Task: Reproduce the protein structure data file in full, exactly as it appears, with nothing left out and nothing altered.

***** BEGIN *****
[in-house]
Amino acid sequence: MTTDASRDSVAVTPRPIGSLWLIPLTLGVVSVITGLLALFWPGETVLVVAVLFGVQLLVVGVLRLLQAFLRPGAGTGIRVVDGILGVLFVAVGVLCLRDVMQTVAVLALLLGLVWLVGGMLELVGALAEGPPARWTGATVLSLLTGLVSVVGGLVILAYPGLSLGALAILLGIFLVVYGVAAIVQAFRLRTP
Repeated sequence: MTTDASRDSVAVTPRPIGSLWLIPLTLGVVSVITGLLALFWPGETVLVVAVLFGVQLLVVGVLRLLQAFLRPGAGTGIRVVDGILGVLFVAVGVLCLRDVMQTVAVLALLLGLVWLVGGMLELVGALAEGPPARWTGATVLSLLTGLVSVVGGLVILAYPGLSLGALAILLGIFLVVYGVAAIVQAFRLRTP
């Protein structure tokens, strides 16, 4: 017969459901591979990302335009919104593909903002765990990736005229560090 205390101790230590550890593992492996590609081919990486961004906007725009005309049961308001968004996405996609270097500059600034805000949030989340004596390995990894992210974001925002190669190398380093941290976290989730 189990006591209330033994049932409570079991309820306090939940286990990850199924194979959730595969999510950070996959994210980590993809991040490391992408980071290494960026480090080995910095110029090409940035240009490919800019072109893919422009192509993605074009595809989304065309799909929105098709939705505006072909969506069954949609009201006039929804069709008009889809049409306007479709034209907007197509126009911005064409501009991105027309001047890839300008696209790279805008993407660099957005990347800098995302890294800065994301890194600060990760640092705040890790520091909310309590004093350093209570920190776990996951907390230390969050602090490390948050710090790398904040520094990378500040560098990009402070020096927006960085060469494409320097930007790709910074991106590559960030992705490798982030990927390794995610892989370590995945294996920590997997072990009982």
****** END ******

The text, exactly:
[in-house]
Amino acid sequence: MTTDASRDSVAVTPRPIGSLWLIPLTLGVVSVITGLLALFWPGETVLVVAVLFGVQLLVVGVLRLLQAFLRPGAGTGIRVVDGILGVLFVAVGVLCLRDVMQTVAVLALLLGLVWLVGGMLELVGALAEGPPARWTGATVLSLLTGLVSVVGGLVILAYPGLSLGALAILLGIFLVVYGVAAIVQAFRLRTP
Repeated sequence: MTTDASRDSVAVTPRPIGSLWLIPLTLGVVSVITGLLALFWPGETVLVVAVLFGVQLLVVGVLRLLQAFLRPGAGTGIRVVDGILGVLFVAVGVLCLRDVMQTVAVLALLLGLVWLVGGMLELVGALAEGPPARWTGATVLSLLTGLVSVVGGLVILAYPGLSLGALAILLGIFLVVYGVAAIVQAFRLRTP
């Protein structure tokens, strides 16, 4: 017969459901591979990302335009919104593909903002765990990736005229560090 205390101790230590550890593992492996590609081919990486961004906007725009005309049961308001968004996405996609270097500059600034805000949030989340004596390995990894992210974001925002190669190398380093941290976290989730 189990006591209330033994049932409570079991309820306090939940286990990850199924194979959730595969999510950070996959994210980590993809991040490391992408980071290494960026480090080995910095110029090409940035240009490919800019072109893919422009192509993605074009595809989304065309799909929105098709939705505006072909969506069954949609009201006039929804069709008009889809049409306007479709034209907007197509126009911005064409501009991105027309001047890839300008696209790279805008993407660099957005990347800098995302890294800065994301890194600060990760640092705040890790520091909310309590004093350093209570920190776990996951907390230390969050602090490390948050710090790398904040520094990378500040560098990009402070020096927006960085060469494409320097930007790709910074991106590559960030992705490798982030990927390794995610892989370590995945294996920590997997072990009982």